Battle lines are being drawn on the internet, between the scientific establishment and volunteer vigilantes trying to impose their own vision of the scientific process through “post-publication peer review”.
On one side is the cream of the scientific aristocracy: a professor with a meteoric career trajectory at Imperial College London, one of the best universities in the world, and the top academic publisher, Nature Publishing Group. On the other side: a few anonymous malcontents carping on an obscure web site called PubPeer (welcome to our site!).
A couple of years ago, the professor’s group published in Nature journals a short series of papers reporting an ultra-sensitive assay, in principle for anything that could be recognized by an antibody. The assay, called “Plasmonic ELISA”, was hailed as a breakthrough in diagnostic medicine and is typical of the kind of sensational “high impact” work encouraged by Nature journals. The story was widely reported in the mainstream press.
However, a few scientists felt that the results were a little too good to be true, or at least that unexpected observations were not well explained and that supporting evidence was missing. One of the critics wrote to the journal in private, detailing those concerns. The journal considered them but, with its referees, decided that there was no substance to the complaints. So the publications were not only initially accepted for publication by the journal and its editors, after a typically rigorous review, but their quality was reconfirmed by a second round of review that specifically addressed the criticisms. A stronger proof of quality is hard to come by: Nature says “yes”, twice.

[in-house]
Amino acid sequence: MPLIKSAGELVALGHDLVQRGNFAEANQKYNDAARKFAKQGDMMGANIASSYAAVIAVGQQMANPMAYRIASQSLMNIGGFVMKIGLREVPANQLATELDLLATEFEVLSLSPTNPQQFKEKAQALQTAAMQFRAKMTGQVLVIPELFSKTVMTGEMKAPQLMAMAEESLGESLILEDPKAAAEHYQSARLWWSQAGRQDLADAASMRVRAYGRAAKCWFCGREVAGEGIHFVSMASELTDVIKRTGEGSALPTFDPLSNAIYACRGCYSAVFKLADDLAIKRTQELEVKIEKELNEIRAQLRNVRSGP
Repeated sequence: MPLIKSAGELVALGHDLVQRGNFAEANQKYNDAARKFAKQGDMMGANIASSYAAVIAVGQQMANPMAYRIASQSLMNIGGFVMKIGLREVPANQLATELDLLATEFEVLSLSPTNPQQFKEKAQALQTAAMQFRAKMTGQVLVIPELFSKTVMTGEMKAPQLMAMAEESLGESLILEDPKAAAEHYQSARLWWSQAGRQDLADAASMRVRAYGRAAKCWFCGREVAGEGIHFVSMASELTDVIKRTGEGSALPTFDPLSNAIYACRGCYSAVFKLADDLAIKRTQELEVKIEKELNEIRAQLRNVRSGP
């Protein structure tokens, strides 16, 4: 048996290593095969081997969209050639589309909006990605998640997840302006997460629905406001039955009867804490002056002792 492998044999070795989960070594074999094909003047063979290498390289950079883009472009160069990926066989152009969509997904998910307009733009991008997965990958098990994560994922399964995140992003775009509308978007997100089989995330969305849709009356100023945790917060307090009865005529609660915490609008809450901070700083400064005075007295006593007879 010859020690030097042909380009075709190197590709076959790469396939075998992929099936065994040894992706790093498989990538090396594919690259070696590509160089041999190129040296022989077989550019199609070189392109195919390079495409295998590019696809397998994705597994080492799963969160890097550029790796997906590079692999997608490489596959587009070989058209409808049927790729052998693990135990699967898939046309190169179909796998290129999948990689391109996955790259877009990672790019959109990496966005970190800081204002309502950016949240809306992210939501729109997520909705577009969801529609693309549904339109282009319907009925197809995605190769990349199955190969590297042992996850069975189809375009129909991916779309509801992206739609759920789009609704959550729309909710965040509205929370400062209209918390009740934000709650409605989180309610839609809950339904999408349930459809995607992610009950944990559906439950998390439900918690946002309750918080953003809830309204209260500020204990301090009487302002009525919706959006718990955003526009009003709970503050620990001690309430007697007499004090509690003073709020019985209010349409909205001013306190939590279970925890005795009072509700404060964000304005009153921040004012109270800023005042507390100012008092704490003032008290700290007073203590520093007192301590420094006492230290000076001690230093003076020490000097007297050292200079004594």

Scientists can be stubborn, especially when they think they are right and have been told they are wrong. The unhappy critic therefore took advantage of our site, which enables anonymous comments on scientific articles, to air his concerns. Site visitors found them convincing and chimed in with their own remarks and analyses. The flow has been essentially one way, with nearly all commenters agreeing that the publications appear to contain serious problems. The difference of opinion with the professor, Nature Nanotechnology and their referees could not be stronger. Only one side can be right. To date, no substantive rebuttal of the criticisms has been posted, though of course the authors and the referees of the papers would be free to defend their work and judgement, anonymously or otherwise. They haven’t responded because dealing with the ignorant internet riff-raff is beneath them or because they have no answer to the criticisms?
Who do you believe – a prestigious professor publishing in a high-impact Nature journal or the anonymous cowards? You can make up your own mind and join in the discussion here (please be polite and factual):